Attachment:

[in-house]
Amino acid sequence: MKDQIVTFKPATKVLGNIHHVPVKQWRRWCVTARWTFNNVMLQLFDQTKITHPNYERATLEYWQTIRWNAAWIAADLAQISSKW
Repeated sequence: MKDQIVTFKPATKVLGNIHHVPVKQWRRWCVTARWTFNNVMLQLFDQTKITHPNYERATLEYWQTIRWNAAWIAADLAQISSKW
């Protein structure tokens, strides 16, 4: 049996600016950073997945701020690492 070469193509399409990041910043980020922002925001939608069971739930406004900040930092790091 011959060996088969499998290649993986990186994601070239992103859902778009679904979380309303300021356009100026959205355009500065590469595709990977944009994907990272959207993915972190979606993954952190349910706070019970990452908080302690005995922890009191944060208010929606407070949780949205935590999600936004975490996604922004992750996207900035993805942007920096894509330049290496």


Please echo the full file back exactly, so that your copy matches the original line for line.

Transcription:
[in-house]
Amino acid sequence: MKDQIVTFKPATKVLGNIHHVPVKQWRRWCVTARWTFNNVMLQLFDQTKITHPNYERATLEYWQTIRWNAAWIAADLAQISSKW
Repeated sequence: MKDQIVTFKPATKVLGNIHHVPVKQWRRWCVTARWTFNNVMLQLFDQTKITHPNYERATLEYWQTIRWNAAWIAADLAQISSKW
């Protein structure tokens, strides 16, 4: 049996600016950073997945701020690492 070469193509399409990041910043980020922002925001939608069971739930406004900040930092790091 011959060996088969499998290649993986990186994601070239992103859902778009679904979380309303300021356009100026959205355009500065590469595709990977944009994907990272959207993915972190979606993954952190349910706070019970990452908080302690005995922890009191944060208010929606407070949780949205935590999600936004975490996604922004992750996207900035993805942007920096894509330049290496």